"Fred, you already told me that fifteen times!"
Translation:Fred, tu m'as déjà raconté ça quinze fois !
Shouldn't the English be "you have already..."? Or perhaps couldn't the English be that?
I've a feeling this is down to national choices, as it were. Please note I genuinely don't care one way or the other regarding which side of whatever ocean it's said that way, and I don't care if it's not "my" way which gets written up, I just believe that a) all exercise answers in French or English should be correct wherever we are, just good grammatical speech and b) being a little more focused, each allowed answer should be the general, nationally-accepted phraseology (irrespective of which nation. I'm talking the sort taught at school) of every Anglophone country. Local dialects shouldn't be included because of the potential to break the database!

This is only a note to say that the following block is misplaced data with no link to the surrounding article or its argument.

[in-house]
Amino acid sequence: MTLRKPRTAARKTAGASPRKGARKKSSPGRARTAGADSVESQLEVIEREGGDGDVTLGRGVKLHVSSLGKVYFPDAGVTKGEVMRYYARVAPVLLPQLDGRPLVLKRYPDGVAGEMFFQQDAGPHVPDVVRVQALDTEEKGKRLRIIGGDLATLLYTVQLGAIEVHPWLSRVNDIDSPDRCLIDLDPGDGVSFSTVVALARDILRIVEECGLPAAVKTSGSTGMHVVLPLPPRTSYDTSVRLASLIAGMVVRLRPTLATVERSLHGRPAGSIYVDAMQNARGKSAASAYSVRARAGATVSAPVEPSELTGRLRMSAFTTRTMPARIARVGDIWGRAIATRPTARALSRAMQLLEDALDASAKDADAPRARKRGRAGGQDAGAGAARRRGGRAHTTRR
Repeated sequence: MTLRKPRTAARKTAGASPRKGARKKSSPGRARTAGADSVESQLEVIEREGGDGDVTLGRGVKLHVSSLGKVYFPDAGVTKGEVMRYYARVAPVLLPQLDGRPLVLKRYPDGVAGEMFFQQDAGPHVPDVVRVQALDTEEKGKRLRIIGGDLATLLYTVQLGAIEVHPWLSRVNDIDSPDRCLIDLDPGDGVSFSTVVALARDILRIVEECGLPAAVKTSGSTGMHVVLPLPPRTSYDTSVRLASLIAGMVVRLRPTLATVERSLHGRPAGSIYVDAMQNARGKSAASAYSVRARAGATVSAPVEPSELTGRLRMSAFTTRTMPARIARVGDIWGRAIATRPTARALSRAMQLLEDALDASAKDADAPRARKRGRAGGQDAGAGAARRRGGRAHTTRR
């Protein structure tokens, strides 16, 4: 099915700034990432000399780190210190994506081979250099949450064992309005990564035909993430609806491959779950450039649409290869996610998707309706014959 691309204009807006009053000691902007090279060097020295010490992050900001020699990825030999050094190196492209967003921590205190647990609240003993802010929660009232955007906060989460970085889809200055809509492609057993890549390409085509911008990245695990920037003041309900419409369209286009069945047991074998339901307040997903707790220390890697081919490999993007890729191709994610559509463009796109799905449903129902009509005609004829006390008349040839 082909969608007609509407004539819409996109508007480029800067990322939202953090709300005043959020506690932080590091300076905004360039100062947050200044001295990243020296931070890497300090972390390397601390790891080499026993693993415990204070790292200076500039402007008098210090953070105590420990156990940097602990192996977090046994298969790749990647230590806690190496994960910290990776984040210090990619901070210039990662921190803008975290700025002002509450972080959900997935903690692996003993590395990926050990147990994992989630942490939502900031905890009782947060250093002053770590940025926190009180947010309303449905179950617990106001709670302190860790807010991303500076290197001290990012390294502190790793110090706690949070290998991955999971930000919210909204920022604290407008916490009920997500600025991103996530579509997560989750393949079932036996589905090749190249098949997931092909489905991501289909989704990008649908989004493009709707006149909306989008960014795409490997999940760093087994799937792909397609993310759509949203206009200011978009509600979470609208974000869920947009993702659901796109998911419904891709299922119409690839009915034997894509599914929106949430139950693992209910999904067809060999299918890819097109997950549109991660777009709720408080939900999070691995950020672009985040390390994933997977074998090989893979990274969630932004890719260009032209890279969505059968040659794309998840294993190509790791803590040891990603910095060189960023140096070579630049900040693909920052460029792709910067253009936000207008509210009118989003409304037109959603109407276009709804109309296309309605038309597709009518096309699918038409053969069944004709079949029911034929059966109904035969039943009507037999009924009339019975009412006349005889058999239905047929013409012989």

Purely being specific to this exercise, "tu m'as dit" is/can be "you have told me". I had the English to French translation, so haven't had the opportunity to test whether "have" is accepted or not, but if someone could confirm my translation or explain why I'm wrong, I'm sure I won't be the only one who is grateful!
HelenBeck: 'tu' is used when speaking to children or in an informal sense, so I suppose in this case the speaker knows the person well enough to call him Fred. So 'tu' rather than vous, which is used in more formal dialogue. When I visit France, the 'tu' form is never used to me as I don't speak to kids (!) and people in hotels and restaurants don't know me. so, it's always vous (formal).